Why Swimming Pool Turns Green After Adding Chlorine
Why Pool Water Turnes Green When Chlorine is Added
There are a couple of reasons why a swimming pool might turn green: One of the major reasons that all pool owners know is Algae breakout. Another reason, which very few pool owners know about is that when heavy metals, specifically Copper reacts with Chlorine, a green solution known as Copper ii Chloride is formed: This solution is responsible for turning pool water green and this occurs the moment copper is oxidized by chlorine and comes out of the solution forming discolored water or pool parts. As such, it is true to say that all heavy metals dissolve in water and are not visible until they get out of the solution through oxidization.
To be sure that the greenish colour in pool water is not Algae; you can carry out an Overnight Chlorine Loss Test (OCLT): This test should be done at night when there is no sun light that consumes free chlorine. When a little of chlorine is used up(0-1ppm), the Chlorine Loss test result indicates that Copper metal is present in the water and not green Algae or any organism that could have used up a lot of chlorine up to above 1ppm. However, Algae will not turn swimming pool water green within hours or a few minutes and has to be noticed as it develops into a full green colour.
Causes of Copper Solution in a Swimming Pool
Copper is one of the most problematic metals in a swimming pool: It can find it's way into the pool in a number of ways and as a pool owner you have to know how metals got into your pool. When Copper gets out of the solution, a green colour is released and that is exactly what chlorine does through oxidization. Here are the most common source of copper solution in a Swimming pool:
1. Adding Pool Chemicals with Copper
Using pool products with Copper as a component for example algaecide. Constant use of some algaecides will accumulate a significant amount of Copper solution in a Swimming pool. This may lead to pool water turning green when copper solution reacts with Chlorine shock.
2. Using Fill Water from Well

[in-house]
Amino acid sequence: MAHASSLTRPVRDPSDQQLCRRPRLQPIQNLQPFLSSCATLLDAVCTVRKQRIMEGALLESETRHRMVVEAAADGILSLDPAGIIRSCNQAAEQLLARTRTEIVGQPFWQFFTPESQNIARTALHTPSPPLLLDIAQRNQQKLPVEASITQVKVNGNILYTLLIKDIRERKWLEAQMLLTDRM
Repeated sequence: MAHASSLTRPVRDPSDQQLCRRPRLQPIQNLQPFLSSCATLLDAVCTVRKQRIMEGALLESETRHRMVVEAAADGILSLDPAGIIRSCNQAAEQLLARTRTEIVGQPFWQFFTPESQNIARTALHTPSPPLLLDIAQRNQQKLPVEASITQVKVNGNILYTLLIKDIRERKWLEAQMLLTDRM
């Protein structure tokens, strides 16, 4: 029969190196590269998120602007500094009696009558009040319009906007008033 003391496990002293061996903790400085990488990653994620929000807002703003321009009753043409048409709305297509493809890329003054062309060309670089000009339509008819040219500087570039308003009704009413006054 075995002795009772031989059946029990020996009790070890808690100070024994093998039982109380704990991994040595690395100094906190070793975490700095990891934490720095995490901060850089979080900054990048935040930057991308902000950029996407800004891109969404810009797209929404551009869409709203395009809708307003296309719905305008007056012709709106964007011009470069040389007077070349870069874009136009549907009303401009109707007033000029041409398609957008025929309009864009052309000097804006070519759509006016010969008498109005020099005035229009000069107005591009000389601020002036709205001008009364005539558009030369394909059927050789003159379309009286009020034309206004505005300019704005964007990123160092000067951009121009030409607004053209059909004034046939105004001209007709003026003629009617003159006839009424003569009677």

Wells are always known to be the greatest source of metals in the pool especially Copper and Iron. Iron reactes with Chlorine to form iron iii chloride which is reddish in colour while copper reacts with Chlorine to produce Copper ii Chloride that is light green in colour.
3. Using Copper Pipes and Pool Parts
During construction of a Swimming pool, copper metal is always used in pipes and heaters. Use of Copper parts needs a lot of pool care especially chemicals like pH and Chlorine. When the pH gets too low, metals will corrode into the water forming copper solution; copper comes out of the solution when chlorine is added causing a green colour.
If you can't avoid using fill water from the Well, using pool chemicals made with Copper as one of the components, and using copper parts in your pool, you must be ready to deal with metals to avoid messing up your pool water.
Dealing with metals means frequent testing of metals and performing necessary treatment for every metal mainly Copper and Iron. I have been using to carry different tests including metals such as Copper and Iron for my clients and I can confidently recommend this accurate and time saving test kit. Lamotte ColorQ Pro 11
How to Treat Heavy Metals in Your Pool
Treating heavy metals in your pool may be the only option for you when you have no other clean fill-water free of metals to use in the pool. There are a couple of ways you can take care of your pool so that heavy metals such as Copper and Iron will not affect your swimming pool: Once you have an accurate test kit for metals and few chemicals we are about to discuss, your pool will never turn green because of Copper or any colour or stain produced by different heavy metals.
A. Filter Well Water Before Entering the Pool
They say prevention is better than cure: Filtering your fill water from Well will be the best option if you want to have less work and more swimming. This is because water sourced from Well and some municipal water contain some significant amount of heavy metals mainly Copper and Iron. However, in some cases you may find some more heavy metals such as Zinc, Magnesium, Aluminium, and Silver in your pool water.